Wednesday, August 6, 2008


By Edmund Mingle
Monday, 07 July 2008

Some drivers of Commercial (tro-tro) vehicles and their mates have been subjected to dehumanizing methods of punishment allegedly by military guards at the 37 Military Hospital for flouting traffic regulations.
Offending drivers and their mates were allegedly detained in the hospital’s mortuary and made to arrange dead bodies or mop up water on the floor.
Investigations by the Times revealed that the practice started about three weeks ago to punish recalcitrant "trotro" drivers.
"One soldier hit my chest and forced me to arrange bodies," Paul Twum, a 20-year-old driver’s mate, told the Times.
Twum said he spent about an hour at the mortuary.
"They made me to carry a dead child on my chest as if I am carrying my child," said Kwesi Daniels, a driver who suffered the ordeal two weeks ago.
Another driver, who declined to give his name, alleged that "they made me fondle a dead woman’s breast".
When the Times visited the hospital at about 11am last Thursday, three drivers and their mates had been detained at the entrance of the hospital, while the passengers pleaded for their release.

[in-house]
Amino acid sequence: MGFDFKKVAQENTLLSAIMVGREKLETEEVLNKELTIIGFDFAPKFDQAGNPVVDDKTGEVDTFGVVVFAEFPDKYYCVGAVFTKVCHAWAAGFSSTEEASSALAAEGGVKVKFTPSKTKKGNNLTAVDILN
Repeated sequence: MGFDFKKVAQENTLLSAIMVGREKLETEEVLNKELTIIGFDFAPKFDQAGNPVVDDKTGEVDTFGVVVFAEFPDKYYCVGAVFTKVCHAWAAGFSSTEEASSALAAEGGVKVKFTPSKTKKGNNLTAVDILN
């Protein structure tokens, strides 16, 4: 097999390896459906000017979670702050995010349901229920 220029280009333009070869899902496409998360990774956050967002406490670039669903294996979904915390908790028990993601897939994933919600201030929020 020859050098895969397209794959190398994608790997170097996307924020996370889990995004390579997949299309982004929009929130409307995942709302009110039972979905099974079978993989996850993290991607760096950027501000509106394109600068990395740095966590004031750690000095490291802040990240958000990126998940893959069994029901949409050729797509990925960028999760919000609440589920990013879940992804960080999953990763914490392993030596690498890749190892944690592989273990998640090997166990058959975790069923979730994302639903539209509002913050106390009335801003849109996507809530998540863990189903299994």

A female Lieutenant-Colonel (name withheld) was threatening at the top of her voice to send the offending drivers into the mortuary.
"We have to teach you a lesson," she shouted
Assisted by two corporals on guard duty at the main gate of the hospital, the Lt-Col. told the pleading passengers that the drivers were being punished because they had been stopping close to the entrance of the hospital instead of going to the bus stop.
That practice, she said usually created congestion at the entrance which posed problems for the hospital, especially, when ambulances were moving in and out.
The detained "trotro" drivers were released later after the passengers questioned the justification for the release of a Metro Mass Transport driver who was guilty of the offence.
The passengers suggested that a "No Parking" sign be mounted at the entrance to warn drivers.
On Friday, when the Commander's attention was drawn to the way the soldiers were treating the offending drivers and their mates, he immediately summoned those involved and declared his intention to institute disciplinary action against the perpetrators, including a woman Lieutenant-Colonel, a number of corporals and the mortuary attendants.
The mortuary attendants, on Friday, admitted to the Commander in the presence of the Times that the drivers and their mates who were brought in batches to the mortuary by the soldiers, were given work to do, but denied forcing them to arrange corpses.
The Lt- Col. also admitted that she ordered that the offending drivers be given work to do in the mortuary on Thursday, but said she did not follow up to see the type of work they were given.

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